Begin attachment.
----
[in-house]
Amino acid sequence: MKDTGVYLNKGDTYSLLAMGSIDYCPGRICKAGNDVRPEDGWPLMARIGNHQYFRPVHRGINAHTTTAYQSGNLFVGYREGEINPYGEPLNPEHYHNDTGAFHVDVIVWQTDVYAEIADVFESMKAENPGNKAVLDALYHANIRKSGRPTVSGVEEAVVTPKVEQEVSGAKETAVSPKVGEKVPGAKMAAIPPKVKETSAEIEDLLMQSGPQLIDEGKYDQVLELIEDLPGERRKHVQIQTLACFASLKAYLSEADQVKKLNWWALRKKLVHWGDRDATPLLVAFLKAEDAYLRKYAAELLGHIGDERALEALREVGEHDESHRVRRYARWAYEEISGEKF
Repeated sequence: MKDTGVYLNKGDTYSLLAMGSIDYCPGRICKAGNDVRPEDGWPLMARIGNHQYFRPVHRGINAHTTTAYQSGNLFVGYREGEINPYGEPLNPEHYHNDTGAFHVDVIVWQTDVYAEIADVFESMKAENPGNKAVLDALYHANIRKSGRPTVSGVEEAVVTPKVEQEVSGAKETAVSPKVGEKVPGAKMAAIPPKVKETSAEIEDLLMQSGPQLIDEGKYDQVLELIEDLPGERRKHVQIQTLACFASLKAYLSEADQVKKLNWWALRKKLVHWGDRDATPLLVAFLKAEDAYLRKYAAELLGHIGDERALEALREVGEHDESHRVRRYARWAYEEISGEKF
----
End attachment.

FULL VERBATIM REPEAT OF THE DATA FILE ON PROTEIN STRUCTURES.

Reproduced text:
[in-house]
Amino acid sequence: MKDTGVYLNKGDTYSLLAMGSIDYCPGRICKAGNDVRPEDGWPLMARIGNHQYFRPVHRGINAHTTTAYQSGNLFVGYREGEINPYGEPLNPEHYHNDTGAFHVDVIVWQTDVYAEIADVFESMKAENPGNKAVLDALYHANIRKSGRPTVSGVEEAVVTPKVEQEVSGAKETAVSPKVGEKVPGAKMAAIPPKVKETSAEIEDLLMQSGPQLIDEGKYDQVLELIEDLPGERRKHVQIQTLACFASLKAYLSEADQVKKLNWWALRKKLVHWGDRDATPLLVAFLKAEDAYLRKYAAELLGHIGDERALEALREVGEHDESHRVRRYARWAYEEISGEKF
Repeated sequence: MKDTGVYLNKGDTYSLLAMGSIDYCPGRICKAGNDVRPEDGWPLMARIGNHQYFRPVHRGINAHTTTAYQSGNLFVGYREGEINPYGEPLNPEHYHNDTGAFHVDVIVWQTDVYAEIADVFESMKAENPGNKAVLDALYHANIRKSGRPTVSGVEEAVVTPKVEQEVSGAKETAVSPKVGEKVPGAKMAAIPPKVKETSAEIEDLLMQSGPQLIDEGKYDQVLELIEDLPGERRKHVQIQTLACFASLKAYLSEADQVKKLNWWALRKKLVHWGDRDATPLLVAFLKAEDAYLRKYAAELLGHIGDERALEALREVGEHDESHRVRRYARWAYEEISGEKF